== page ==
Copyright © 2018 by Barney Rosenberg
President, Ethics Line, LLC™
A global company I know well requires everyone in the organization to complete certain basic training. That training includes the company’s Code of Conduct and fundamentals of its Anti-Corruption policy. There is other training as well, annually, but these are considered the essentials. That’s part of the reason it is available in many languages.
When I say “everyone in the organization” I mean everyone, from the entry level sweeper of the factory floor to the Board of Directors. We just found it easier that way. Besides, a certain American politician once spoke about the importance of universal education and how it might not be available to all at the level of quality and substance that would serve the population and the country going forward. He spoke of the subtle and not-so-subtle factors that led some to write off certain minority groups. His phrase that has stuck with me was “The bigotry of low expectations.” So, on the theory that the entry-level worker might, one day, sit on the Board of Directors, why not prepare her/him for the job!
One day, I got an email from the Human Resources manager at a certain European manufacturing site informing me that an employee had refused to take the required training. After a few minutes on the phone, I think I surprised the HR executive when I said: “The employee doesn’t have to take the training. But s/he also doesn’t have to work for the company! The training is not optional.”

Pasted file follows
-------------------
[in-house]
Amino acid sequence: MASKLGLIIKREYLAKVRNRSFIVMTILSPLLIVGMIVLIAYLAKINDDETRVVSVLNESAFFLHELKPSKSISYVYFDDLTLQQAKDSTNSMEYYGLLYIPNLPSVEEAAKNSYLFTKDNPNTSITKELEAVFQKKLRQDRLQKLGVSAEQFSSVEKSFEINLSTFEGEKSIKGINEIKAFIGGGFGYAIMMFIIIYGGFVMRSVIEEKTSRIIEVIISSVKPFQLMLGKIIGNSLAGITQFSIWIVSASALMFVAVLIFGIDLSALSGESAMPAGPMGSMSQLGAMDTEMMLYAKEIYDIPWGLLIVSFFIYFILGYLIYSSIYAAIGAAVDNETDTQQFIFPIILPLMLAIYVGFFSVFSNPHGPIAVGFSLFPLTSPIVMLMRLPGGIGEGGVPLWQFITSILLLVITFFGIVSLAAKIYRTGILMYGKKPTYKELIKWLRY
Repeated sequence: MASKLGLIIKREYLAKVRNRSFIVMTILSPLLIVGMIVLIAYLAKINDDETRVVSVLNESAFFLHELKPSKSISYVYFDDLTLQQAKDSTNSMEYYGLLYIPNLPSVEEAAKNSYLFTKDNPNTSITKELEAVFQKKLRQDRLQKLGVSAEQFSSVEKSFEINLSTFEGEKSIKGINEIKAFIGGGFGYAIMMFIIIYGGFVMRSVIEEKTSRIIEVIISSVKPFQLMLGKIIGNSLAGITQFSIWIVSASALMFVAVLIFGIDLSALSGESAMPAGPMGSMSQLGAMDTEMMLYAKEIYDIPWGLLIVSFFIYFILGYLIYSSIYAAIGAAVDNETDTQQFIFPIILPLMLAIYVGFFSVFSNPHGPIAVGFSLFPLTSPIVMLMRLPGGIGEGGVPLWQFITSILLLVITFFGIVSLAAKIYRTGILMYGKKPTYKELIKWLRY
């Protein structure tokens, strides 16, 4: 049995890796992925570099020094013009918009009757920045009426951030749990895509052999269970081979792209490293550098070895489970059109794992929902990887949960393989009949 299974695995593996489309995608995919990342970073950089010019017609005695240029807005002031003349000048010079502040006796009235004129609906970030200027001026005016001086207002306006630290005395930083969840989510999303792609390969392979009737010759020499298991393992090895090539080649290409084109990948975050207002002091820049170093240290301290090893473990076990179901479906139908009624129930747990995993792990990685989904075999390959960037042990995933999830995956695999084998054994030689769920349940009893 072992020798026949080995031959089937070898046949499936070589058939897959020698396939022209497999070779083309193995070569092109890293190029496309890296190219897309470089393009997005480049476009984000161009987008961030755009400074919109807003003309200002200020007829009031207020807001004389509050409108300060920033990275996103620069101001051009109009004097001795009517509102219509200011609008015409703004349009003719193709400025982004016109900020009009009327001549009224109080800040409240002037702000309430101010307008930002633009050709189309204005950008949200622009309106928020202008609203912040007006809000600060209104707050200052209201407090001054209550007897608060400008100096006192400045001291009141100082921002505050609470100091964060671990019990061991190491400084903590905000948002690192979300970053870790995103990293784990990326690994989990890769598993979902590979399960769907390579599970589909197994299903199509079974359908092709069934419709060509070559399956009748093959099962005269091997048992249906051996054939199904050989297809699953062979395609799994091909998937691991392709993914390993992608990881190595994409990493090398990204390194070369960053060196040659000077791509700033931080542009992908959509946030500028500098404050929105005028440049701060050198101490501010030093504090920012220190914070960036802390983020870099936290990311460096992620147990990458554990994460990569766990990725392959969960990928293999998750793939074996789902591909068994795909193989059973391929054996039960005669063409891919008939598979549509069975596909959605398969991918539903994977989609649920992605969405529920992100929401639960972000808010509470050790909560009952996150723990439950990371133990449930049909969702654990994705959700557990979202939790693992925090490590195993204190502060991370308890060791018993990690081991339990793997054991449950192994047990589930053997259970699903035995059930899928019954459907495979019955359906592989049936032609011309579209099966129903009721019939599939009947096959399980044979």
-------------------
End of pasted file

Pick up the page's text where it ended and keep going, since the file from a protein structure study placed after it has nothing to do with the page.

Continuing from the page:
Fast forward a little, I contacted the employee and asked for a meeting next time I was in the neighborhood. He’s a HE, so let’s just use that pronoun for now. When we met, he told me “Who is the company to tell me what my ethics should be? I raised two sons to be fine young men!”
I congratulated him on the two lads and explained that raising his kids was not why the training was required. I said that “In a global company like ours, everyone comes to the workplace from their own family background, lives in far-flung places where we do business, speaks one or more languages, has different life experience, different work experience, and different career aspirations. What we all have in common is the company and the mission that unites us across those differences. The training shows us how.”
He looked away and said “Oh, I hadn’t thought about it that way.” We shook hands and said goodbye.
The following week, the HR executive shared with me that the employee had successfully completed the required training, without a peep!
Have you experienced anything similar? How did you handle it? This is where you get to share!